|Chapter 7 : Stereochemistry|
Fischer Projections are abbreviated structural forms that allow one to convey valuable stereochemical information to a chemist (or biochemist) without them having to draw a more detailed 3D structural representation of the molecule. These representations are only used for molecules that contain chirality centers, where the chirality centers are represented as simple crosses, e.g.
The true 3D information present in a Fischer projection can be "extracted" by considering the complete 3D representation wedges and hashes which is built from the Fischer diagram knowing the convention that horizontal lines represent bonds coming out of the plane of the paper and vertical lines represent bonds going behind the plane of the paper. (This is the key to "decoding" Fischer diagrams).
Memory Aid ?
(this one works for me 100% of the time!)
When relating one Fischer projection to another, it's important to realise that it may only be manipulated within the 2D plane in which it is drawn (that is, it may not be arbitrarily rotated within 3D space), and even then, it can only rotated in the plane it is drawn (2D) by 180o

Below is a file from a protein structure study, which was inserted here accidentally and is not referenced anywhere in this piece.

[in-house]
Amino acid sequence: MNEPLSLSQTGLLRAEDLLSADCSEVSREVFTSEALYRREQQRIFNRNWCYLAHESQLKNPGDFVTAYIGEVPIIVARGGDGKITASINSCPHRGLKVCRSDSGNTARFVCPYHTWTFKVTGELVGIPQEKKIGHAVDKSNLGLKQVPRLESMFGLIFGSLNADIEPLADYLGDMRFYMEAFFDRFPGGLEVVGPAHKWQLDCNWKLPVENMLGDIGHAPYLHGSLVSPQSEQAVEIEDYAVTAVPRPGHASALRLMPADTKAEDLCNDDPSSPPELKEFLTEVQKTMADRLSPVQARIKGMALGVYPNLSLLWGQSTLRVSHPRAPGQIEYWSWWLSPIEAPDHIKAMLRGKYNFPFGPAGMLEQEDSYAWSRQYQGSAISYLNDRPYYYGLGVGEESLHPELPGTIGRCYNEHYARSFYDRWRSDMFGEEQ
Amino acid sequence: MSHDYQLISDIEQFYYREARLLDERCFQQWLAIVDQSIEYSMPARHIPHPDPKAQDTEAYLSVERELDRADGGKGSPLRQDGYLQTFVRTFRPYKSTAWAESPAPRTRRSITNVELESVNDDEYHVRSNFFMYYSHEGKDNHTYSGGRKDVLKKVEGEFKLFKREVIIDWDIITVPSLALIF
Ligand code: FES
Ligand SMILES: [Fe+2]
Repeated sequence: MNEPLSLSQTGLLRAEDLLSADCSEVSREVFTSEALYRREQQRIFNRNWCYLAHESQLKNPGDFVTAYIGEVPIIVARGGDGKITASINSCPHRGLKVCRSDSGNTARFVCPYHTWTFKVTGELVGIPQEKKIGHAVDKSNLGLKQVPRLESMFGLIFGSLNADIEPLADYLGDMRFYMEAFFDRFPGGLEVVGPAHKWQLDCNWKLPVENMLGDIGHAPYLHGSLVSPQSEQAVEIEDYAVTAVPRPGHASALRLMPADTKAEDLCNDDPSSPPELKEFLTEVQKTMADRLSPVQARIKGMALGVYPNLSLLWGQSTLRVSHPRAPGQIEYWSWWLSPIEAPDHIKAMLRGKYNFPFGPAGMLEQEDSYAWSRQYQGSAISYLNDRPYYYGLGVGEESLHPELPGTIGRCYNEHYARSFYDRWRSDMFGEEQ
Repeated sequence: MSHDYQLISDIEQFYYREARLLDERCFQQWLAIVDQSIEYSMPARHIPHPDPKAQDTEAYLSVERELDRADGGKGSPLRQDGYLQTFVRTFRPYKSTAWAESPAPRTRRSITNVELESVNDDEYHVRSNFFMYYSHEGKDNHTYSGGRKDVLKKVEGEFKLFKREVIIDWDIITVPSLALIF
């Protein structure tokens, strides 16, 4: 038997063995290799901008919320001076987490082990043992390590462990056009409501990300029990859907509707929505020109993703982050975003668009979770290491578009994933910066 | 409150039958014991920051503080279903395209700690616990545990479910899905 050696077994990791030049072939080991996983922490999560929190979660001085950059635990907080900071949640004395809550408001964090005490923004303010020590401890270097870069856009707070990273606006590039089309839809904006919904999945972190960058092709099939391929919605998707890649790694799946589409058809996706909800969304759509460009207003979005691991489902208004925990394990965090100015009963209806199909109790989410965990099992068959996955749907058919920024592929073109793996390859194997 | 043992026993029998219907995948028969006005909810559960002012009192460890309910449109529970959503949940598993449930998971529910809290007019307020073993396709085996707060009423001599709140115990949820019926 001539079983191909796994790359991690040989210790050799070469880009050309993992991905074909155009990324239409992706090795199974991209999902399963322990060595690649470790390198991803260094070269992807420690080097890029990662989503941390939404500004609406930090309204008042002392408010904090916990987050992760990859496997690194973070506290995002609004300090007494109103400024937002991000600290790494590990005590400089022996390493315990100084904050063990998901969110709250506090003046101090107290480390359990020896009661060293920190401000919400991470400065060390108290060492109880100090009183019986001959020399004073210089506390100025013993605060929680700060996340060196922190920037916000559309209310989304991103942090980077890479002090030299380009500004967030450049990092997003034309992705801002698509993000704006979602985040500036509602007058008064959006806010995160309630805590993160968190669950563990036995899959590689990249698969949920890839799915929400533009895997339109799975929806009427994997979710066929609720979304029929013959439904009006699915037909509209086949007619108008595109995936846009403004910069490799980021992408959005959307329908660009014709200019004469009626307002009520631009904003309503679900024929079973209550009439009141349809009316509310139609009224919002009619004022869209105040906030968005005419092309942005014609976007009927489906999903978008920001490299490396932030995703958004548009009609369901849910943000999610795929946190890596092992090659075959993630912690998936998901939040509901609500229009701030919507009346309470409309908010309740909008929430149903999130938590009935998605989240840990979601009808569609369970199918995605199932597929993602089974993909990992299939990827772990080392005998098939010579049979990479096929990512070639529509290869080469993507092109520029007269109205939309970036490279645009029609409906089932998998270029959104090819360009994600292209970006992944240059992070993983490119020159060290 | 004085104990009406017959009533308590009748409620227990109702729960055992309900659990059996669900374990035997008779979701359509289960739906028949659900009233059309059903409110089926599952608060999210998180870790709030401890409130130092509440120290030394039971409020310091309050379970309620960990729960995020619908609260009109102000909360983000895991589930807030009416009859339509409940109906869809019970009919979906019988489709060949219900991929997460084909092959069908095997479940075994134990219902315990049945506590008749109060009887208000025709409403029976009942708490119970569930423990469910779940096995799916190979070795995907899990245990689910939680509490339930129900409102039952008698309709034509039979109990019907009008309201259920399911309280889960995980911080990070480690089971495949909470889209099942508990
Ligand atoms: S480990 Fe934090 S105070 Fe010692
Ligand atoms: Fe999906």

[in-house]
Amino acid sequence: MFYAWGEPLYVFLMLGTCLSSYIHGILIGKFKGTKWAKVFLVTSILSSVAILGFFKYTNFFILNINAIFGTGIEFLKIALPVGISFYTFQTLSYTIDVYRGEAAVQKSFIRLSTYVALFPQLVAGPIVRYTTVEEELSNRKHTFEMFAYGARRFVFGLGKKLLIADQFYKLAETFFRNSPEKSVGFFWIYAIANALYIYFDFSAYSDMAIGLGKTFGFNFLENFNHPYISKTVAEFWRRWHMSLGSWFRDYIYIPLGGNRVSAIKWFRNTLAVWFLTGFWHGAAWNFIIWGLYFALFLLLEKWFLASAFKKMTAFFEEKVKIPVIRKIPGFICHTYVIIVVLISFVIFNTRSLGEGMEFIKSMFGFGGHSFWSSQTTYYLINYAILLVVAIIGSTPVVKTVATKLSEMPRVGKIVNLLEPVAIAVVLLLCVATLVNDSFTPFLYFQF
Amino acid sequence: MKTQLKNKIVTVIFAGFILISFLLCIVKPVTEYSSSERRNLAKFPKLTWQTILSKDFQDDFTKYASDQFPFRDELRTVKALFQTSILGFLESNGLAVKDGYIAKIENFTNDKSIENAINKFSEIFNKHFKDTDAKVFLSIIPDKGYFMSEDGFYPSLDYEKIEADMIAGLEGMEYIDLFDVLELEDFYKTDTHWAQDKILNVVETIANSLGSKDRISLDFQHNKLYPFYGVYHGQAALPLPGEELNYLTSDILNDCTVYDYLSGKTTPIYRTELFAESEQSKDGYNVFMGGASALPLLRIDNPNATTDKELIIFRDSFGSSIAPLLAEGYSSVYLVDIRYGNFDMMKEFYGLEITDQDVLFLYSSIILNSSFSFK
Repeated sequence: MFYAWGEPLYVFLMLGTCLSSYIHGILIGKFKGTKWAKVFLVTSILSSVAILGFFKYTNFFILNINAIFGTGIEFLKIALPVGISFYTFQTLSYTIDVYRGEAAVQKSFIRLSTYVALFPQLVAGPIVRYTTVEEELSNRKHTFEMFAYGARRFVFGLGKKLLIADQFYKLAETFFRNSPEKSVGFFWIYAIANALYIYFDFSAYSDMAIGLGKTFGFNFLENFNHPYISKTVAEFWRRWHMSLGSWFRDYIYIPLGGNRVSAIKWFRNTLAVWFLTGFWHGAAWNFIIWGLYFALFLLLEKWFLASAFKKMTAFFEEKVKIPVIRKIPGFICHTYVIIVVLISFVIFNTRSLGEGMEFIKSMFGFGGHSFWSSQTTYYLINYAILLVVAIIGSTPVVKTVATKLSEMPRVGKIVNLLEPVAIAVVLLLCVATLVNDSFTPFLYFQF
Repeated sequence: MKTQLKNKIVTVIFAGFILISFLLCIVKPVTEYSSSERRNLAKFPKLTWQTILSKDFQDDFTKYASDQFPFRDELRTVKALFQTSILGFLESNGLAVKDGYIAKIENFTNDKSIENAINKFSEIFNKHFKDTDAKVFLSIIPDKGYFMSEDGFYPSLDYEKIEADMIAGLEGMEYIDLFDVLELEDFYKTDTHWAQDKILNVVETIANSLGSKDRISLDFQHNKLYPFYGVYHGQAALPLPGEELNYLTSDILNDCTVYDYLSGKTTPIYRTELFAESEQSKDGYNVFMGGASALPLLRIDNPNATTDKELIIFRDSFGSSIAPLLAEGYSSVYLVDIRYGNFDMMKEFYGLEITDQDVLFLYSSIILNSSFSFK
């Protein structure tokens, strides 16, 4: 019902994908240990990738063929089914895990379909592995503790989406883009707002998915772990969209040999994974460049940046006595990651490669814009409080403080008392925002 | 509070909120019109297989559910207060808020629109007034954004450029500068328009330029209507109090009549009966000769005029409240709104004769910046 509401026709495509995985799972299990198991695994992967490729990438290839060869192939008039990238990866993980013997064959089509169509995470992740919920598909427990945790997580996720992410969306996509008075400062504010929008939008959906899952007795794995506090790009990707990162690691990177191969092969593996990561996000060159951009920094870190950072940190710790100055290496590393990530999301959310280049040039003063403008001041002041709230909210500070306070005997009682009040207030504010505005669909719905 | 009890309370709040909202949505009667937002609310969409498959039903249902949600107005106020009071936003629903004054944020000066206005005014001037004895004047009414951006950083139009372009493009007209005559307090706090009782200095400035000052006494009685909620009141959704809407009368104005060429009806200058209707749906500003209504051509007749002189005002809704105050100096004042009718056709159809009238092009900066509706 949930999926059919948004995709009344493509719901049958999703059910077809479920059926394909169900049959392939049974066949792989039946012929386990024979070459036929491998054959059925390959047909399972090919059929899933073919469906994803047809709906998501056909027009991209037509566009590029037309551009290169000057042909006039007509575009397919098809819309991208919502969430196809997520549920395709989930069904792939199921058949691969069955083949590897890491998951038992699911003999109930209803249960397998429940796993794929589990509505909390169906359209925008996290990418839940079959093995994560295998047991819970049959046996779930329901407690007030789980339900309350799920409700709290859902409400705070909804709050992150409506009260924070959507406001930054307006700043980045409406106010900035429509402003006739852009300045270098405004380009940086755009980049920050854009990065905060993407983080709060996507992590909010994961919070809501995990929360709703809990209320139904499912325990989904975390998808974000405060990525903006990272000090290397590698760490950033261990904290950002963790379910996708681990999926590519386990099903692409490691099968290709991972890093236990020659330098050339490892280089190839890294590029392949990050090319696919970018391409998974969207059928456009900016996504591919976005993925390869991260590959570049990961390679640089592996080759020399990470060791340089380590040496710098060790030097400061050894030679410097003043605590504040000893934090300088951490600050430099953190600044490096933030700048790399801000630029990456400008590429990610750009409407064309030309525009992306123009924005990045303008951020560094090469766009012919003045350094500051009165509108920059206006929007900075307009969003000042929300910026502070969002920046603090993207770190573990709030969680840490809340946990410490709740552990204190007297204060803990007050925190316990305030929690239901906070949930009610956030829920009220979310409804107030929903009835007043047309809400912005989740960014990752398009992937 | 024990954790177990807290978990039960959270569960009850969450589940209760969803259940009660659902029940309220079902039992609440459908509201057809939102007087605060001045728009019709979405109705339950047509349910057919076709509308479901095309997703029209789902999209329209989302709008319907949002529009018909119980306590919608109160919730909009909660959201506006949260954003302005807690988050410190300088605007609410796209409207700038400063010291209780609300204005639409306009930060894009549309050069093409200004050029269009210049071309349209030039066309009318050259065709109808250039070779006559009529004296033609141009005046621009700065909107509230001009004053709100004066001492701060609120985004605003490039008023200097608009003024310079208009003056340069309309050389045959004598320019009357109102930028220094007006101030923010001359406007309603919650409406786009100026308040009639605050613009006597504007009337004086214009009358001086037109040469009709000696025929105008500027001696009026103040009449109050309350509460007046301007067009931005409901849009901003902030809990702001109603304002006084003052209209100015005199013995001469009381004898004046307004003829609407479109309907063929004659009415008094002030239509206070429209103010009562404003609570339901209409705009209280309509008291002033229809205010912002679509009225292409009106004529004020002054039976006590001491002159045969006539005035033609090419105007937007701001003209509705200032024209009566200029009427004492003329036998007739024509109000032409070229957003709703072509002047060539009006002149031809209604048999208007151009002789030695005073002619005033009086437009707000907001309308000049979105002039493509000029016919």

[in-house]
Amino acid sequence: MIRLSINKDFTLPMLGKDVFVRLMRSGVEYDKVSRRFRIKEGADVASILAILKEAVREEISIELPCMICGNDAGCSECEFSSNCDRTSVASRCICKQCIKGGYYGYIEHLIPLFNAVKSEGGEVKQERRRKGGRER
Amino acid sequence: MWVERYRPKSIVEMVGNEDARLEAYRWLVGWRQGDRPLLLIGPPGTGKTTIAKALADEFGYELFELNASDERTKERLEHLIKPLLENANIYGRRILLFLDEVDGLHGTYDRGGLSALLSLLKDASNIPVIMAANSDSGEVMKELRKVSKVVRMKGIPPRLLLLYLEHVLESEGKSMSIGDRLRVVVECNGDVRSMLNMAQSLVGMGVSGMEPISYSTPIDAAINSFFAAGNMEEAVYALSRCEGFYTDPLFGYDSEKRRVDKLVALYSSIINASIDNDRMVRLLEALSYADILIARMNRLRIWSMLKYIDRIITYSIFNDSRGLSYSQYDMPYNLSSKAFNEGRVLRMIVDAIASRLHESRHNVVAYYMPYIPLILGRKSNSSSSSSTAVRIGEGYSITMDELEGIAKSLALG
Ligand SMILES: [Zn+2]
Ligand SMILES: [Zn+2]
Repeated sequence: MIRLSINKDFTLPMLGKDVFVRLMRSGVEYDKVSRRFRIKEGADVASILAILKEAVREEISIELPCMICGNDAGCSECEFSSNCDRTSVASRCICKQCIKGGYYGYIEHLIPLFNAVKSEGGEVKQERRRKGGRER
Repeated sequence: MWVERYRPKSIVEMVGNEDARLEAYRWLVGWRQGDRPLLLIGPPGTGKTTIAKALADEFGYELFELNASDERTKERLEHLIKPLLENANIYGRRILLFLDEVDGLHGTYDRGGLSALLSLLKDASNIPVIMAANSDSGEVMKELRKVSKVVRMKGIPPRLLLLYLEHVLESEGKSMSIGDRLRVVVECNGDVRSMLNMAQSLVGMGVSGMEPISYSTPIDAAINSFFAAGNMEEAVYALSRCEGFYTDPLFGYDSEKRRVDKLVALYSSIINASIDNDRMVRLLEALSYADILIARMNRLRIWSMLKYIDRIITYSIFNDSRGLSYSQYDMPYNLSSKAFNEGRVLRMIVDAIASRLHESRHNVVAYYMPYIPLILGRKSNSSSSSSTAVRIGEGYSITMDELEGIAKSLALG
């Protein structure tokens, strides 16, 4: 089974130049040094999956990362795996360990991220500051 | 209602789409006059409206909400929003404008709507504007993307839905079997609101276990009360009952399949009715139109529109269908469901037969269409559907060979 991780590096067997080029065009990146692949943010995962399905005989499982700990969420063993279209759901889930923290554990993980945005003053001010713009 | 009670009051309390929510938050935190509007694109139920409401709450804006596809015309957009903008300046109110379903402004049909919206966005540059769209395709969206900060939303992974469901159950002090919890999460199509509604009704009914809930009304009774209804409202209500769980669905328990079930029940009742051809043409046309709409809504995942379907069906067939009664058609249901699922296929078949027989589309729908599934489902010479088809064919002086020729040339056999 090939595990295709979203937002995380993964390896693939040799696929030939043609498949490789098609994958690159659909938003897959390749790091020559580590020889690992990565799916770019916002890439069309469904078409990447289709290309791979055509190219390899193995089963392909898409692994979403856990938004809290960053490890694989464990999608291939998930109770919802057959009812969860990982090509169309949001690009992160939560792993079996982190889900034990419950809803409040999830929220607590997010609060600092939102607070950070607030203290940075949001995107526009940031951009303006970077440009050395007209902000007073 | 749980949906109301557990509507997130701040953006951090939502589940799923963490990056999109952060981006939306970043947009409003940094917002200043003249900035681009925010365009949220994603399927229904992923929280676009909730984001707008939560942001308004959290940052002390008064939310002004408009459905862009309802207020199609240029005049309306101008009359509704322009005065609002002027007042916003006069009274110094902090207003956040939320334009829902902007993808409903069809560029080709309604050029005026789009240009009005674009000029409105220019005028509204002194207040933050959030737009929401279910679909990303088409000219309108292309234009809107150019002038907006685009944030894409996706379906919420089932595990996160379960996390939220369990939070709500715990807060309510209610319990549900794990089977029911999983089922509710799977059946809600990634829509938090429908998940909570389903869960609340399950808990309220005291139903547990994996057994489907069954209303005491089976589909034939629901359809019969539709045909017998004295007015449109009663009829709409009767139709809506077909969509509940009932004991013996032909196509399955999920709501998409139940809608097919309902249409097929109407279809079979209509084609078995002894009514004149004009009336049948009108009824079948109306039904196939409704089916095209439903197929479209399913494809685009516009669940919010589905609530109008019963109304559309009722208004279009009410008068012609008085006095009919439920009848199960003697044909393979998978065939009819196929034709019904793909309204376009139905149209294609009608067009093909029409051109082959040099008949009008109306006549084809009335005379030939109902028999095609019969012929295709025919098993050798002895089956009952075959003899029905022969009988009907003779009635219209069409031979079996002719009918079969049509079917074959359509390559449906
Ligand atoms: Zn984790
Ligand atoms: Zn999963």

Why can't you rotate it 90o? A 90o rotation is equivalent to breaking bonds and exchanging two groups, which would result in the formation of the other enantiomer.
CAUTION Fischer projections are often confused with simpler Lewis diagrams. Lewis diagrams, however, are not intended to give any stereochemical information!
Fischer projections a can also be used to represent molecules with more than one chirality center.
If a Fischer projection of this type can be divided into two halves that are mirror images than the molecule may be identified as a meso isomer.
Assignment of the configuration at a
chirality center, in a Fischer projection, is based on the same Cahn-Ingold-Prelog
The safest method for assigning the configuration in my opinion is probably to convert it to a wedge-hash diagram (as shown above)
Alternatively.... (and you need to know every step)....
|© Dr. Ian Hunt, Department of Chemistry|